Building Bridges - HCI and Visualization


Whenever discussing the relation between HCI and visualization in general or when presenting research results in these areas, questions arise about the differences between these research fields. These questions, at the same time, provoke awareness of fundamentally different views on the "science" of computer science – is this a natural science, an applied science, or applied humanities? Being active in different faculties in different universities and companies, for most of us this is one of the major daily fights in coffee rooms, lecture halls, as well as in board meetings.

One of the major issues is that it is not easy to precisely define the terms visualization and HCI and that there are many interpretations of these two fields that appear to be distinct.
ACM SIGCHI tries to give people a working definition for HCI: “Human-computer interaction is a discipline concerned with the design, evaluation and implementation of interactive computing systems for human use and with the study of major phenomena surrounding them.“ [1] However, at the same time the applicability of this definition is significantly limited by adding that it “at least permits us to get down to the practical work of deciding what is to be taught“.
Similar imprecise descriptions can be found for visualization. One possibility is the classical definition given by ACM SIGGRAPH: “visualization is […] the formation of mental visual images, the act or process of interpreting in visual terms or of putting into visual form” [2], though the visualization subcommittee of the SIGGRAPH Education Committee in 1997 provided an alternative: “a computer generated image or collection of images, possibly ordered, using a computer representation of data as its primary source and a human as its primary target” [3]. Foley [4], in 1994, states “A useful definition of visualization might be the binding (or mapping) of data to a representation that can be perceived. The types of binding could be visual, auditory, tactile, etc. or a combination of these”. Kosara [5] tries to better conceptualize the term visualization by defining some criteria forming a minimal set of requirements for any visualization: “visualization is based on (non-visual) data, produces an image, and results in a readable and recognizable output”. Finally, some definitions are approaching the concept from the point of view of computing: “Visualization is a method of computing. It transforms the symbolic into the geometric, enabling researchers to observe their simulations and computations. Visualization offers a method for seeing the unseen. It enriches the process of scientific discovery and fosters profound and unexpected insights. In many fields it is already revolutionizing the way scientists do science” [6].

As already mentioned, questioning similarities, differences, and correlations of HCI and Visualization form an important part of our daily work life. In order to better (or at all) answer these questions, in our workshop we want to discuss topics like:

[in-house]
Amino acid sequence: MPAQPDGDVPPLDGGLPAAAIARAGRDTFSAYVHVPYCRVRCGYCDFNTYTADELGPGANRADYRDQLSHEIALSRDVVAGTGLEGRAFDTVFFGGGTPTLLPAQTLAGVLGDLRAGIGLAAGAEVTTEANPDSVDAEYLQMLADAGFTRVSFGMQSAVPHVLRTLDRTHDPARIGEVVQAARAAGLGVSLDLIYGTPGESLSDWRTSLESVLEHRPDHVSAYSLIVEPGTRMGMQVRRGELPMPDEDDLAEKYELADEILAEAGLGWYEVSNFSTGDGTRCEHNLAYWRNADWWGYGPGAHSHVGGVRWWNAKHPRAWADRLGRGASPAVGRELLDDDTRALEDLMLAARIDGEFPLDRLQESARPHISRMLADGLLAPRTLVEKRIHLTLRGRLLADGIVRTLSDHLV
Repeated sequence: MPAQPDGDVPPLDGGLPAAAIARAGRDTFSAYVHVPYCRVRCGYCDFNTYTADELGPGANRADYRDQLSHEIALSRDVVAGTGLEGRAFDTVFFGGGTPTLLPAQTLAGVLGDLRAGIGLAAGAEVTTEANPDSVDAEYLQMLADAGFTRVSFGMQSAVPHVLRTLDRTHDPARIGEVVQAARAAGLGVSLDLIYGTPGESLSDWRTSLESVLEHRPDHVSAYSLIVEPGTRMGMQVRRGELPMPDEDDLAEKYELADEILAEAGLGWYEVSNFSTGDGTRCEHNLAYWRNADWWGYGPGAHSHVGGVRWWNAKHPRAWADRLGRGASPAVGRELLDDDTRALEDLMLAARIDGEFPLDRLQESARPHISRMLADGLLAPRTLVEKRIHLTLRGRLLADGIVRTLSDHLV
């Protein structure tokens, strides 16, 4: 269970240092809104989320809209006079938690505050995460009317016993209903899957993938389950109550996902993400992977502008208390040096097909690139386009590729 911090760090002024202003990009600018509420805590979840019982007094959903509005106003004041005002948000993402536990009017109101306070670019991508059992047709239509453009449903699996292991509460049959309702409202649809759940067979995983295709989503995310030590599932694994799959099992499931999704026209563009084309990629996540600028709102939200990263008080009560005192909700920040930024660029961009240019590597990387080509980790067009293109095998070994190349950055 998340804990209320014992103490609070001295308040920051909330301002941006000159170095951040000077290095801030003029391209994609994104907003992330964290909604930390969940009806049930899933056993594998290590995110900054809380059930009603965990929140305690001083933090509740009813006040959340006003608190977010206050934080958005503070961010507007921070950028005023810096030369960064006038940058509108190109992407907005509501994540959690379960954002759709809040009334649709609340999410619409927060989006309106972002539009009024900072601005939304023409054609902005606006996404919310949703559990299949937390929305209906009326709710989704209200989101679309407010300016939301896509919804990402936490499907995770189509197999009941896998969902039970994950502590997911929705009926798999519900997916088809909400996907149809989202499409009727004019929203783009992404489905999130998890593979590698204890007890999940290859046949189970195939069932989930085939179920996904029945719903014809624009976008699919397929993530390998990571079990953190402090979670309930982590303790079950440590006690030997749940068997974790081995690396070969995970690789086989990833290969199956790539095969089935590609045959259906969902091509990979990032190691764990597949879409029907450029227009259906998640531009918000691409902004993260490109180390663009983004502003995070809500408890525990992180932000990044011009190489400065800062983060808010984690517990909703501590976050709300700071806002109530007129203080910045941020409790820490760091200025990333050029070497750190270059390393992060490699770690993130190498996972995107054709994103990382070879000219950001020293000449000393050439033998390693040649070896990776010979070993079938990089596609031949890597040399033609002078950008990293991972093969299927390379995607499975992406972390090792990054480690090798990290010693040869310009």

• What is HCI? What is Visualization? What is a working description that is practical highlighting the special features of each of the fields?
  • Are there other disciplines involved in this struggle (e.g., Visual Analytics)?
  • How can we take advantage of the two fields and how can we find ways for people with different inclinations to collaborate and take advantage of the strengths of each other?
  • What are the similarities of the disciplines? What are the major differences?
  • Do we need to really split the domains? Or do we need to join them and provide a joint curriculum for studying and practicing them?
  • Can we give definitions that are better applicable in real situations?
  • Does one need to further research the ways to make people take advantage of both disciplines in designing interactive visual systems? In that case, what are the research agenda(s) and what are the Top 10 Research Challenges?



  1. Hewett, Baecker, Card, Carey, Gasen, Mantei, Perlman, Strong, and Verplank: ACM SIGCHI Curricula for Human-Computer Interaction; Chapter 2: Human-Computer Interaction. Last updated in 2009.
  2. ACM SIGGRAPH: Definitions and Rationale for Visualization. Last updated in 1999.
  3. Domik G., 2008, Computer-generated Visualization 1. Introduction to Visualization. Retrieved March 14, 2011, from
  4. Foley J. and Ribarsky B., Next-generation Data Visualization Tools, in Scientific Visualization, 1994, Advances and Challenges, Ed: L. Rosenblum, R.A. Earnshaw, J. Encarnacao, H. Hagen, A. Kaufman, S. Klimenko, G. Nielson, F. Post, D. Thalmann , Academic Press
  5. Kosara: Visualization Criticism – The Missing Link Between Information Visualization and Art. Proceedings of the 11th International Conference Information Visualization, 2007.
  6. McCormick, B.H., T.A. DeFanti, M.D. Brown (ed), Visualization in Scientific Computing, Computer Graphics Vol. 21, No. 6, November 1987